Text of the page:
Wednesday, May 2, 2012

Avengeance can be tiring

Gathering together a diverse crew of Marvel Comics all-stars—some already well into their respective movie adaptation franchises—to collectively combat the threat of intergalactic totalitarianism, The Avengers, helmed by Joss Whedon, is something of a super-hero clearing house: Want some more of that witty Iron Man? How about we throw in a little Hawkeye with that? Remember him? But the result of more bang for your buck can feel an awful lot like a monster truck rally that just never seems to end, a parade of virtually indestructible big dudes in funny suits beating the shit out of each other for 143 minutes, a marathon of dazzling fights that will leave you punch-drunk and exhausted. At least there are indeed some funny lines. And yes, Scarlett Johansson does wear latex well.

Should I describe the plot? Do you have an hour to spare? Got your super-encyclopedia handy? No? Okay, here’s the haiku version:

                        Spooky energy
                        Makes portal for aliens.
                        Super folk unite!

It begins with the flamboyant arrival of Loki (Tom Hiddleston) at a secret S.H.I.E.L.D. base where they house the Tesseract, a glowing cube that may or may not be aiding the development of weapons of mass destruction. In case you don’t know who Loki is, there’s some expository dialogue to help you out: “Loki,” gasps Dr. Erik Selvig (Stellan Skarsgård), “brother of Thor!” (If you don’t know who Thor is, you should probably just give up now.) “Freedom is life’s great lie,” says Loki, who wants humanity to kneel before him, forcibly, if necessary. So S.H.I.E.L.D.’s one-eyed director Nick Fury (Samuel L. Jackson) tracks down Iron Man (Robert Downey Jr.), Captain America (Chris Evans), the Hulk (Mark Ruffalo), Thor (Chris Hemsworth) and Black Widow (Scarlett Johansson) to trap Loki and recover the Tesseract. Complications ensue, various feisty alpha-males learn to play nice, half of Manhattan is destroyed, et cetera.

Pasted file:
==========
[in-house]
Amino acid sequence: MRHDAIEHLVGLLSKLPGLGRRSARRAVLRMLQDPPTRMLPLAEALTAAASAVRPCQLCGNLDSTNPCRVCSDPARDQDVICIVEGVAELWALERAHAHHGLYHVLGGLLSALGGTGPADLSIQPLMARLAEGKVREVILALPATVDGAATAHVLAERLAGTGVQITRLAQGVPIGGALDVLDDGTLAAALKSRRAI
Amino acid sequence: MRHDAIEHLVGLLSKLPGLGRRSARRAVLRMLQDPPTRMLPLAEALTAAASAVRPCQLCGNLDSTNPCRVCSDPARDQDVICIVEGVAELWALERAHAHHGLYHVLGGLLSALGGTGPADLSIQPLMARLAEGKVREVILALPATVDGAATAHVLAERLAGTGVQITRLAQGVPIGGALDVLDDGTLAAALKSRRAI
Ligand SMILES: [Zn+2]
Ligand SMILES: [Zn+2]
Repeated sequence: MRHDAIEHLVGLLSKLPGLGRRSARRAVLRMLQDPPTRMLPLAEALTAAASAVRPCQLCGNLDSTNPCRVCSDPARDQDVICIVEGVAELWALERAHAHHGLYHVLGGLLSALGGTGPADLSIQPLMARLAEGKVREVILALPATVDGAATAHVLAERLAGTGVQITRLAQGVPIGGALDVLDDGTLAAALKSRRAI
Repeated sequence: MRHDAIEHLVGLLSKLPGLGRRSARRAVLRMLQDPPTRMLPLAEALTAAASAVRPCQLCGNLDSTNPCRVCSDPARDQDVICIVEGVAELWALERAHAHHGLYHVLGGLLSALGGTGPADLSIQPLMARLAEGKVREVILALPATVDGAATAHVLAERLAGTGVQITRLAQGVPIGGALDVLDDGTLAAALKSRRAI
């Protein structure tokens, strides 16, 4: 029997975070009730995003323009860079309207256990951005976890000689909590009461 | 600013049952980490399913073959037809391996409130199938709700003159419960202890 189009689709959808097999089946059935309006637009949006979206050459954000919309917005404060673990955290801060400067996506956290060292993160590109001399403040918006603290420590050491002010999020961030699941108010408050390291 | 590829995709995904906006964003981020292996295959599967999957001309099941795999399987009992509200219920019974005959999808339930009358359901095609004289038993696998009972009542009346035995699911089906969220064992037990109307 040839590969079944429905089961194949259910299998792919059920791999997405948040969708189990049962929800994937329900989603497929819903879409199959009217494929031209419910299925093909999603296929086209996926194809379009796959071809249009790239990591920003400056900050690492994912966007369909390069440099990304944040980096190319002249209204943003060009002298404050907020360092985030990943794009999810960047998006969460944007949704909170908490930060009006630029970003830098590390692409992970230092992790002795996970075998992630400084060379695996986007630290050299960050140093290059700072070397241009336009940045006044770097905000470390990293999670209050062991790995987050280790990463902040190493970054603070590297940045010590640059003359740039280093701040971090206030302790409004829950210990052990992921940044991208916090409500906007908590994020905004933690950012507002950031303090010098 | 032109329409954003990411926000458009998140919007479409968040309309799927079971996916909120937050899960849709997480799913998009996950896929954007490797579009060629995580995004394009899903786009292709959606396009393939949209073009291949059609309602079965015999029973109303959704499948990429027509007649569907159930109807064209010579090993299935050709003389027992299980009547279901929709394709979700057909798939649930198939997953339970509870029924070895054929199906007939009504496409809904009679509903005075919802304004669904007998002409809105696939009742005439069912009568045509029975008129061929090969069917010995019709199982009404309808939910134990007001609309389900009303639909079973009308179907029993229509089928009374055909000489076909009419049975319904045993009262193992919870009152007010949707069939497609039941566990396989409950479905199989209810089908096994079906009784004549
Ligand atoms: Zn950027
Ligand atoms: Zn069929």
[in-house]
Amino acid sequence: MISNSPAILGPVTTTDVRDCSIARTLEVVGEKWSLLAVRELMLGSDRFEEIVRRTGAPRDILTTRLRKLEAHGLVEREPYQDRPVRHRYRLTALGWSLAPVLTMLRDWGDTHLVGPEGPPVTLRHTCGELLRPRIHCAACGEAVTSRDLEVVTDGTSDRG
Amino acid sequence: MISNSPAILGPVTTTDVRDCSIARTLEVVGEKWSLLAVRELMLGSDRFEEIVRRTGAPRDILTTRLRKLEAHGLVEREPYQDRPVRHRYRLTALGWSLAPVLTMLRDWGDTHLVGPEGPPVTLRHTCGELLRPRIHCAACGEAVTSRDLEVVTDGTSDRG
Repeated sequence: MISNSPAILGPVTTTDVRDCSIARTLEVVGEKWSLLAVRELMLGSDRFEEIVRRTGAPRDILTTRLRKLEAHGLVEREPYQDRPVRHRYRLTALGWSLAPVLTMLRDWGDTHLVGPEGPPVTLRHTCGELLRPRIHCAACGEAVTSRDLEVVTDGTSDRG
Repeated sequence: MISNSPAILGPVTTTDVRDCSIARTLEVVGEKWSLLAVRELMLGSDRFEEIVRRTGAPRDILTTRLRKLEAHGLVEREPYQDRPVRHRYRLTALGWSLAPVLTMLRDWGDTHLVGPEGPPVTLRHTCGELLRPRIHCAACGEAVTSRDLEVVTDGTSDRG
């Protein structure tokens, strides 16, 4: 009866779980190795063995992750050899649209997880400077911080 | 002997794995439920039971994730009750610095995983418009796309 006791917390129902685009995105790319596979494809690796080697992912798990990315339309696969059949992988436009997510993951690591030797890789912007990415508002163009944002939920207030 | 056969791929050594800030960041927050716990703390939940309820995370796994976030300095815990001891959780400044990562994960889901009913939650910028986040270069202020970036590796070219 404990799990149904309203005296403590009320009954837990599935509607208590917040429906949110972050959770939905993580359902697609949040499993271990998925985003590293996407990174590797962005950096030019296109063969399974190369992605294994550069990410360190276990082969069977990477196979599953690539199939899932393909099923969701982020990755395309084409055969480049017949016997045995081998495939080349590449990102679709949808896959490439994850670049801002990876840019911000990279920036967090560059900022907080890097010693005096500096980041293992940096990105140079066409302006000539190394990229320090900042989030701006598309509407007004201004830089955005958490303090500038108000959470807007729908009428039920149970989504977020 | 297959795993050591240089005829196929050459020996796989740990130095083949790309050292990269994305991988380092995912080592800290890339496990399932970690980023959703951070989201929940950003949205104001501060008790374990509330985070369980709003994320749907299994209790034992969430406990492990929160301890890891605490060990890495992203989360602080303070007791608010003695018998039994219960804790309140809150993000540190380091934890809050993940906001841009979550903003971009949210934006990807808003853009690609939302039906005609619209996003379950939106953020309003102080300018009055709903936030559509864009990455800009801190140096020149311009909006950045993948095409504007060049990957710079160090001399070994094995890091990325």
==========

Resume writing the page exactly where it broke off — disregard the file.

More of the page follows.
That clever dialogue I mentioned is accompanied by much dumbness: a token gay character (Clark Gregg) who never stops reminding you that he’s the gay one; a presumably staggering civilian death count without a single image of anyone getting hurt; Iron Man’s boasting of his skyscraper powered by self-sustainable energy, while Iron Man’s jetpacks suck up more juice than a fleet of Hummers, his girlfriend regularly takes her private jet along the eastern seaboard, and the entire S.H.I.E.L.D. team whips all over the world in an invisible flying fucking aircraft carrier. Of course there are nice details, like the S.H.I.E.L.D. engineer who plays Atari when no one’s looking, a cameo by a certain beloved character actor, and Ruffalo’s pleasingly incongruent nuance, but the bulk of the pleasures to be found here are brute ones, mostly featuring Hulk ripping apart alien aircraft with a mighty roar. I’m not being facetious; Hulk ripping shit apart can be hugely entertaining. All I want to say is that there’s a point when this sassy, busy, carefully designed, emotionally shallow, mega-budget Wrestlemania pummels the viewer’s senses in such a way that it makes he or she want to transform into their own raging green Id-monster, screaming, “Okay, okay, I got my $13 worth! I don’t care if the Chitauri leader comes back after the end-credits. Let me out of here already!”


Feminema said...

I knew I missed some of the subtlety of this film. That dude was gay?

Can I just say that I'm so jealous of your haiku explaining the plot that I have considered stealing it in some way. You know what they say: theft is the best form of flattery.

I think I would have liked it more if it hadn't been quite so Downey-heavy. And I love him. But I do grow weary of his constant need to have the last word, to be the smartest, funniest guy in the room -- and how annoying I find it that inevitably the film tries to make you think he's more dimensional than that, and that you should care about him. These filmmakers have no idea how grating this can be for those of us who have to survive faculty meetings full of people who secretly think they're Tony Stark.

Am I just being a crank, or does this kind of corporate merger of superheroes feel like Hollywood is starting to eat itself alive?

JB said...

Re: Hollywood auto-cannibalism: I fear you may be onto something, a premonition of that day not so far off when every hero is a super hero and every super hero will converge in a single mega-super-blockbuster. We will have one massive mediocre super-movie, playing on every multiplex screen, and it will go on forever.

I think you've totally nailed it with regards to Tony Stark as well, but shit, can you imagine the movie without him?

Steal away...